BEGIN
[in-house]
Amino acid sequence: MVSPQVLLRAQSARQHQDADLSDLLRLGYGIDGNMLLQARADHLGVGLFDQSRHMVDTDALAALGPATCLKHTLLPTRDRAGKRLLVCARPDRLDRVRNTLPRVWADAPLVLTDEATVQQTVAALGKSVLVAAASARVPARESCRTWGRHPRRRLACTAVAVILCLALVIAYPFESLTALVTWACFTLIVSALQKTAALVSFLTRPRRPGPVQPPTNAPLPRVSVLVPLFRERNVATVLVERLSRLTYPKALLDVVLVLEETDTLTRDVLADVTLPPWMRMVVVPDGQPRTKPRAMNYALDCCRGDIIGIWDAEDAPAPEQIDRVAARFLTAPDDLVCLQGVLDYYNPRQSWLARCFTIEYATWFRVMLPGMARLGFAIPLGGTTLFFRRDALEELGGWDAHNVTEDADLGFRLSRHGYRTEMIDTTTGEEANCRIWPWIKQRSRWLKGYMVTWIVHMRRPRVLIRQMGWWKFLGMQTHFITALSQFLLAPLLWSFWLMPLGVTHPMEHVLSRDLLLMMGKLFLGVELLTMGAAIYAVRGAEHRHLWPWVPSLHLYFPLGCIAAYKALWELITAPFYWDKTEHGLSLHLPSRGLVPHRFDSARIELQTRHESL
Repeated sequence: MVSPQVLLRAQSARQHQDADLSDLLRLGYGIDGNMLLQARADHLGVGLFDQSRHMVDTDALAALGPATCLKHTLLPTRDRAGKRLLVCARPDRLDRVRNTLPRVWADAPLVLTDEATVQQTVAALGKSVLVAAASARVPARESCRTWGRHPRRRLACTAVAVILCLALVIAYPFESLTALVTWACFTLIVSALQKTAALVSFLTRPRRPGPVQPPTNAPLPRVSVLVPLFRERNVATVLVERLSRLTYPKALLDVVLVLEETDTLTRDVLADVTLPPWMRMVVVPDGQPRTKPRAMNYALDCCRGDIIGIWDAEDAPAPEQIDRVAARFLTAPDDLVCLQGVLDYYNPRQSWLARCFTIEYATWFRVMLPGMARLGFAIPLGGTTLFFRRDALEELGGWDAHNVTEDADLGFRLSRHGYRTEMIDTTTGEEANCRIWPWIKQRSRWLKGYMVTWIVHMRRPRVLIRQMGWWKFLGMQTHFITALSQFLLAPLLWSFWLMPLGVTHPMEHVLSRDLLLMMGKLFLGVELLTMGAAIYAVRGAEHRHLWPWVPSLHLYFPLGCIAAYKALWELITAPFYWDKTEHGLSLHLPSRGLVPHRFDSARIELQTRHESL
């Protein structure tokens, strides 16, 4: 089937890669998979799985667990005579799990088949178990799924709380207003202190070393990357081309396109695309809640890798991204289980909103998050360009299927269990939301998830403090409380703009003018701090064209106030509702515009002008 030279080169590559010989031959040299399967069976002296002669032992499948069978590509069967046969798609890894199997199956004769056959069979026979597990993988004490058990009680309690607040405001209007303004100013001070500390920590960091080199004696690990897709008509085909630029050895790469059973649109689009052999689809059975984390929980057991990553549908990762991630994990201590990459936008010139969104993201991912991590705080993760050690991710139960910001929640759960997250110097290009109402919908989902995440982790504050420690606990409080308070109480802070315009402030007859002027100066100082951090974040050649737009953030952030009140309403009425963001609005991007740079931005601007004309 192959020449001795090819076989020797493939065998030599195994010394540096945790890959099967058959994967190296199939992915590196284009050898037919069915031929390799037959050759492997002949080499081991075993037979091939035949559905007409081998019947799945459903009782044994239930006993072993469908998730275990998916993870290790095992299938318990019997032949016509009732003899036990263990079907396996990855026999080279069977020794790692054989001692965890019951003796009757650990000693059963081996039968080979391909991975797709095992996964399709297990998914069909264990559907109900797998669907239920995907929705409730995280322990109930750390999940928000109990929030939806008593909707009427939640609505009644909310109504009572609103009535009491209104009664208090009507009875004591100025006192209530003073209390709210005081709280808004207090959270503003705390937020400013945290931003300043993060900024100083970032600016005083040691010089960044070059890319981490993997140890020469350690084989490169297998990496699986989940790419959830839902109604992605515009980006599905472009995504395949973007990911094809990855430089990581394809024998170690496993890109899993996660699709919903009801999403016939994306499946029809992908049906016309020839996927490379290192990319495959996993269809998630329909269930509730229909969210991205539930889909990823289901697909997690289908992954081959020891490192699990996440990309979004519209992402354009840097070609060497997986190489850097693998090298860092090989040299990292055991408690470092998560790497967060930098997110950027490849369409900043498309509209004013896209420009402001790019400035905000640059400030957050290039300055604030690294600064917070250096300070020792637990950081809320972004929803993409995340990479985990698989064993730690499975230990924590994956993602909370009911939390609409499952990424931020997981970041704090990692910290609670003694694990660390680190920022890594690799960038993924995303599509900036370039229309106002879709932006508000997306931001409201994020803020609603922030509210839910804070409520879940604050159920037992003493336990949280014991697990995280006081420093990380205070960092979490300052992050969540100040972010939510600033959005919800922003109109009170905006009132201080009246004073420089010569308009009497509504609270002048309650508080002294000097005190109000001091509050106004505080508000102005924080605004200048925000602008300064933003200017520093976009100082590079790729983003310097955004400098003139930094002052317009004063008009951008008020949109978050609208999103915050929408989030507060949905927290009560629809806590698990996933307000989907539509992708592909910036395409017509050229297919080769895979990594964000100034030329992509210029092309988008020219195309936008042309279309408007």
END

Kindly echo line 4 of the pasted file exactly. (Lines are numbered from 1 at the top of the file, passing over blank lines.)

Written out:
């Protein structure tokens, strides 16, 4: 089937890669998979799985667990005579799990088949178990799924709380207003202190070393990357081309396109695309809640890798991204289980909103998050360009299927269990939301998830403090409380703009003018701090064209106030509702515009002008 030279080169590559010989031959040299399967069976002296002669032992499948069978590509069967046969798609890894199997199956004769056959069979026979597990993988004490058990009680309690607040405001209007303004100013001070500390920590960091080199004696690990897709008509085909630029050895790469059973649109689009052999689809059975984390929980057991990553549908990762991630994990201590990459936008010139969104993201991912991590705080993760050690991710139960910001929640759960997250110097290009109402919908989902995440982790504050420690606990409080308070109480802070315009402030007859002027100066100082951090974040050649737009953030952030009140309403009425963001609005991007740079931005601007004309 192959020449001795090819076989020797493939065998030599195994010394540096945790890959099967058959994967190296199939992915590196284009050898037919069915031929390799037959050759492997002949080499081991075993037979091939035949559905007409081998019947799945459903009782044994239930006993072993469908998730275990998916993870290790095992299938318990019997032949016509009732003899036990263990079907396996990855026999080279069977020794790692054989001692965890019951003796009757650990000693059963081996039968080979391909991975797709095992996964399709297990998914069909264990559907109900797998669907239920995907929705409730995280322990109930750390999940928000109990929030939806008593909707009427939640609505009644909310109504009572609103009535009491209104009664208090009507009875004591100025006192209530003073209390709210005081709280808004207090959270503003705390937020400013945290931003300043993060900024100083970032600016005083040691010089960044070059890319981490993997140890020469350690084989490169297998990496699986989940790419959830839902109604992605515009980006599905472009995504395949973007990911094809990855430089990581394809024998170690496993890109899993996660699709919903009801999403016939994306499946029809992908049906016309020839996927490379290192990319495959996993269809998630329909269930509730229909969210991205539930889909990823289901697909997690289908992954081959020891490192699990996440990309979004519209992402354009840097070609060497997986190489850097693998090298860092090989040299990292055991408690470092998560790497967060930098997110950027490849369409900043498309509209004013896209420009402001790019400035905000640059400030957050290039300055604030690294600064917070250096300070020792637990950081809320972004929803993409995340990479985990698989064993730690499975230990924590994956993602909370009911939390609409499952990424931020997981970041704090990692910290609670003694694990660390680190920022890594690799960038993924995303599509900036370039229309106002879709932006508000997306931001409201994020803020609603922030509210839910804070409520879940604050159920037992003493336990949280014991697990995280006081420093990380205070960092979490300052992050969540100040972010939510600033959005919800922003109109009170905006009132201080009246004073420089010569308009009497509504609270002048309650508080002294000097005190109000001091509050106004505080508000102005924080605004200048925000602008300064933003200017520093976009100082590079790729983003310097955004400098003139930094002052317009004063008009951008008020949109978050609208999103915050929408989030507060949905927290009560629809806590698990996933307000989907539509992708592909910036395409017509050229297919080769895979990594964000100034030329992509210029092309988008020219195309936008042309279309408007």